Roger Baker’s three-part Rag Blog series, “Can Austin survive the current Texas drought,” garnered much attention and was reposted widely, including by the highly-influential Resilience.org. Roger wrote the following update for The Rag Blog‘s Metro Page.
There are two tracks of policy response involved when discussing Austin’s drought crisis — the science and the politics. The situation the Austin Climate Action Network faces really amounts to a new climate reality coming into conflict with Texas politics — over Austin’s shrinking water supply.
I recently described the science affecting Austin’s water according to the top climate scientists here. The experts have been warning us for decades that the climate change models predict increasing desertification to the American Southwest. This large area includes West Texas, the runoff from which is Austin’s main water supply.
To understand Austin’s current water crisis situation, we need to look at the Highland lakes inflow trends. If Austin is planning smart, by taking climate change into account, I believe Austin should take the last three years of Austin upstream water inflow into the Highland lakes as a reasonable estimate of what the city might expect in the next three years. See this chart, with the vertical blue bars being the historic water capture average since 1942, as compared with the much shorter bars, representing Highland Lakes water capture over the last three years.
Adding together the last three years of water inflow, we see about 738,000 total acre feet of water coming in. This equals about 246,000 acre feet yearly of Highland Lake capacity available to satisfy all of Austin’s current water customers.
However, this assumes that Austin is the only customer for all the Colorado River water that comes downstream to Austin. That is not a reassuring assumption from the standpoint of all those who need this same water, and who live downstream from Austin.
All of the Colorado River watershed upstream of Austin is in severe drought, or worse, as can be seen from this chart:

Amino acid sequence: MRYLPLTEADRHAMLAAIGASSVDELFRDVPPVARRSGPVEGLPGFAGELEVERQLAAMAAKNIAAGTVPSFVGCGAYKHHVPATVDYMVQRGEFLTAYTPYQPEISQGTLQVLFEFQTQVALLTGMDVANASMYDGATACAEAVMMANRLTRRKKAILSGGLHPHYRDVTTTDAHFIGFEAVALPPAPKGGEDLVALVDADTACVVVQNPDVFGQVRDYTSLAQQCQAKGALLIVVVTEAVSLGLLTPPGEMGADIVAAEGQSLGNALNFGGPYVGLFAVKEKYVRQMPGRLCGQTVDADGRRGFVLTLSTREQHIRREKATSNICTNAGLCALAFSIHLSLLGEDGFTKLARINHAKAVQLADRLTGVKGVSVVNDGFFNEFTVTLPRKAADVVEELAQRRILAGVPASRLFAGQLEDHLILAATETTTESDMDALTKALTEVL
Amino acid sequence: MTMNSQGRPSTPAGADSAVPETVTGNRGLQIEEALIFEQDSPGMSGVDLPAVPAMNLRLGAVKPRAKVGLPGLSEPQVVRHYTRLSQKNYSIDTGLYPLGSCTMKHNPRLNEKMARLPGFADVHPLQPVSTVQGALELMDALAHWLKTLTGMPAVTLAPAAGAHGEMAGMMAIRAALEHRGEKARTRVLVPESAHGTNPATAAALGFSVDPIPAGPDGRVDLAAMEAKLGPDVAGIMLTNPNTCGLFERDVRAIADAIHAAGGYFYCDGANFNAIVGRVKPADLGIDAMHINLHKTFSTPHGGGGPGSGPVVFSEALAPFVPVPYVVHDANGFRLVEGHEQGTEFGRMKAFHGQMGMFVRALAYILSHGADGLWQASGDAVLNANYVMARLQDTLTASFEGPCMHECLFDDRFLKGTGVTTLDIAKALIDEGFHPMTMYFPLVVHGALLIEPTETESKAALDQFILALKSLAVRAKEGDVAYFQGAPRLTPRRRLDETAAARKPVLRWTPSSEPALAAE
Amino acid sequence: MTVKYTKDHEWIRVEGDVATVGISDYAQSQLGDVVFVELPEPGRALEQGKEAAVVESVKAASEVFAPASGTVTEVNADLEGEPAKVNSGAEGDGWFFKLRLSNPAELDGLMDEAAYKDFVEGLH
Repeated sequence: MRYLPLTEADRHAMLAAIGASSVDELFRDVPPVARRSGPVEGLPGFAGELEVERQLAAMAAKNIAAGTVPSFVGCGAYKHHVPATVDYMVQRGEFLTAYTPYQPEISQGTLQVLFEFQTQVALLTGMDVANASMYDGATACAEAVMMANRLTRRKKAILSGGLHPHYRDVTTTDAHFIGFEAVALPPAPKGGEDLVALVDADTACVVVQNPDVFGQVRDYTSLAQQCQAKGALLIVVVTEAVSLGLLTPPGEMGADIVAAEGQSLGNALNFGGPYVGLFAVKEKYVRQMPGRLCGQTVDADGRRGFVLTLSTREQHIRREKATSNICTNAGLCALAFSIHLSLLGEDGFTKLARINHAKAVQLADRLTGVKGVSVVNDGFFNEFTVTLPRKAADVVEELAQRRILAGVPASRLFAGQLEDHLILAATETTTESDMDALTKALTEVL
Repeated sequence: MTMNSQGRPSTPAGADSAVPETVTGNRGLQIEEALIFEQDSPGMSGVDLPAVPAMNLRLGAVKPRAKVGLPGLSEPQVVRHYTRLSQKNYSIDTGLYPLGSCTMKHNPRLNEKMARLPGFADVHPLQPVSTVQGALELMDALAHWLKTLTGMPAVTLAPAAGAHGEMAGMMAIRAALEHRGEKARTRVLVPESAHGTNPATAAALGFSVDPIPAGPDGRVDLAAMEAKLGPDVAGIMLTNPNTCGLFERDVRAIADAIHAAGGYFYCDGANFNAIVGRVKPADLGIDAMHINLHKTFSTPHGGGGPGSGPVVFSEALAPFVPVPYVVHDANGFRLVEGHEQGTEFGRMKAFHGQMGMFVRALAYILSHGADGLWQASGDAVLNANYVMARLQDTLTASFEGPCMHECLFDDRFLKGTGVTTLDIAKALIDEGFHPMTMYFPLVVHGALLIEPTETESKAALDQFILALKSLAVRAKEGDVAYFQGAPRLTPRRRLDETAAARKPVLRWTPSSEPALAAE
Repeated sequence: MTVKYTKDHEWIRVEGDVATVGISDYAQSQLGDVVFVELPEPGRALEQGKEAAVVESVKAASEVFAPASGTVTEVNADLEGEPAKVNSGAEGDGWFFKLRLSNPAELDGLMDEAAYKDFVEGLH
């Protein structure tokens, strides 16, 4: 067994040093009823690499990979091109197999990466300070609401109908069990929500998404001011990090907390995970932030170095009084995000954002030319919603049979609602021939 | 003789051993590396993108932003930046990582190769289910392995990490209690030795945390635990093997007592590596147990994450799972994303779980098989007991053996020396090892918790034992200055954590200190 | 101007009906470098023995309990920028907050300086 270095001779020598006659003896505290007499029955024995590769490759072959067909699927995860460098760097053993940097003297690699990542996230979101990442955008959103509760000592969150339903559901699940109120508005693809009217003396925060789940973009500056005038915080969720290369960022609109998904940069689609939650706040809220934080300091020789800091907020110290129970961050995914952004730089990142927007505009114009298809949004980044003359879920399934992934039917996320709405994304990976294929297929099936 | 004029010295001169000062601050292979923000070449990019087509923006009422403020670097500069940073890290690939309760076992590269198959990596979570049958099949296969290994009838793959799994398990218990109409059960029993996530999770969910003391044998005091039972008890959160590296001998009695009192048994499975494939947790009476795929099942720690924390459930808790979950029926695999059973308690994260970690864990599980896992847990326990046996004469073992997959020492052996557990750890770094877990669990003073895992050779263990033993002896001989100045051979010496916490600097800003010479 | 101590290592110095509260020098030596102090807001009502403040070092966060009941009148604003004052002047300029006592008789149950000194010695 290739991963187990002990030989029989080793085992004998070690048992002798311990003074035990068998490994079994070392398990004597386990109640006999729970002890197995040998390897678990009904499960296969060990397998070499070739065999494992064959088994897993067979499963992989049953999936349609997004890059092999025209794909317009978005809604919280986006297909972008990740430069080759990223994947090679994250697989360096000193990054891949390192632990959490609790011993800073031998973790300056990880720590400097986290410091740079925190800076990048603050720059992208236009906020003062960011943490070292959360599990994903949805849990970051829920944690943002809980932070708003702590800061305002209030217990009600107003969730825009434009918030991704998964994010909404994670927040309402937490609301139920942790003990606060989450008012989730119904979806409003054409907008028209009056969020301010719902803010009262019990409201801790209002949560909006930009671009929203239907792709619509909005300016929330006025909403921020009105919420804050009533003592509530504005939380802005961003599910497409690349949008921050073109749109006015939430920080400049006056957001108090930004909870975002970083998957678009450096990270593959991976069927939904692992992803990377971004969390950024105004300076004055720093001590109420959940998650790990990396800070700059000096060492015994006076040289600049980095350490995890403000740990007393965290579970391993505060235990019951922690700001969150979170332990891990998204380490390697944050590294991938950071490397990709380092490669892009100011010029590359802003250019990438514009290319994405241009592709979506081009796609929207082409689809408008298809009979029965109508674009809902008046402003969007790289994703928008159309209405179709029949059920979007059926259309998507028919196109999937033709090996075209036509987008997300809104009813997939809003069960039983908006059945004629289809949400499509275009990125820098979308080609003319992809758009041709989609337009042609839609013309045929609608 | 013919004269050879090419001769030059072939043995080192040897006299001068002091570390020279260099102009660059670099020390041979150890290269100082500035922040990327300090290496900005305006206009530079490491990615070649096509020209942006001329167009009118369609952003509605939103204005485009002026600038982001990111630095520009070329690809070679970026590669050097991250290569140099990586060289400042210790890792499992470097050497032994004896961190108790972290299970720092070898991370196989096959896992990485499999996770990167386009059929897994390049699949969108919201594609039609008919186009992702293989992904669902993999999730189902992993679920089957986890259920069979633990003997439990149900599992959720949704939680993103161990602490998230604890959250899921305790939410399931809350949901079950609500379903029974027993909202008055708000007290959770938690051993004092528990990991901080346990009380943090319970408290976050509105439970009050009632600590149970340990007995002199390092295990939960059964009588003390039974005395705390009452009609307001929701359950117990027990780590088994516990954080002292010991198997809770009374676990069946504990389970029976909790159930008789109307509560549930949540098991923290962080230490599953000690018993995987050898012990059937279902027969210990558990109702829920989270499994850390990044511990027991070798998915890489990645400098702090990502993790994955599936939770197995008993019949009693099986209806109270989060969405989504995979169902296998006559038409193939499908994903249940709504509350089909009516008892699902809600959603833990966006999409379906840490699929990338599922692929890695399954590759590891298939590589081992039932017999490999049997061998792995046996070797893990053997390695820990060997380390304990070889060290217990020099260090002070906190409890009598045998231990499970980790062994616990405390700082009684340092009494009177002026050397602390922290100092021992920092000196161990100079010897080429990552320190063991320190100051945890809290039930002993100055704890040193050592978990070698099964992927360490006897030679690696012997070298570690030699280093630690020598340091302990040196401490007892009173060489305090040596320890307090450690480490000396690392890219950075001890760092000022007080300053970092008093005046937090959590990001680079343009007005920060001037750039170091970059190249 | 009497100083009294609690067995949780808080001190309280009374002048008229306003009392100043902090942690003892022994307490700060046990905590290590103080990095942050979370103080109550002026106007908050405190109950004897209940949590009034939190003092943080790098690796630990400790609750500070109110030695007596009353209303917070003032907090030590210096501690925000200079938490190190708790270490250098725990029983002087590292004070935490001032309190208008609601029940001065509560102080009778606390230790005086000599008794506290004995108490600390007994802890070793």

and this one:
The following chart is Austin’s water use over time. Austin’s domestic water customers seem, by this chart, to be quite reluctant to use less than about 100 million gallons per day (which volume equals about 306 acre feet).
It used to be that Austin’s Highland lakes reservoirs would receive about 1,230,000 acre feet. However the average inflow over three years has only been about a fifth of this or 246,000 acre feet. In other words, the LCRA that controls and dispenses Austin’s water, is only getting about three times the minimum water needed to supply Austin’s water needs, while still being responsible for keeping the users downstream from going dry.
Given the natural unpredictability of weather in our era of rapid climate change, this modest but shrinking cushion of Highland Lakes water reserves should be a clear warning to current and future Austin residents to conserve as never before. We now know from tree ring data that severe Texas droughts like the 1950s drought of record are not uncommon.
According to the science, gradual desertification is reducing our West Texas water supply. Climatologists say that just as much water volume is falling, but on warmer ground. For whatever reason, much less water is getting to users downstream. Also, there is a global warming latency effect that predicts that this change will become about twice as influential, even if we were to immediately stop emitting greenhouse gases. Trusting in the science and numbers alone, shifting Austin water and growth policy fast enough to deal with Austin’s drought future will be a challenge. Doubling the population of Central Texas, as CAMPO is now planning to do, is probably an impossibility.
However Texas politics has its own dynamics. The scientific reality needs to be presented reasonably, so as to influence public opinion by telling the truth in tolerable bite size chunks. However we respond to them, facts are still facts. The longer Austin planners deny the reality of climate change greatly affecting our water supply, the worse the likely outcome.
Read more articles by Roger Baker on The Rag Blog.
[Roger Baker is a long time transportation-oriented environmental activist, an amateur energy-oriented economist, an amateur scientist and science writer, and a founding member of and an advisor to the Association for the Study of Peak Oil-USA. He is active in the Green Party and the ACLU, and is a director of the Save Our Springs Alliance and the Save Barton Creek Association in Austin. Mostly he enjoys being an irreverent policy wonk and writing irreverent wonkish articles for The Rag Blog. ]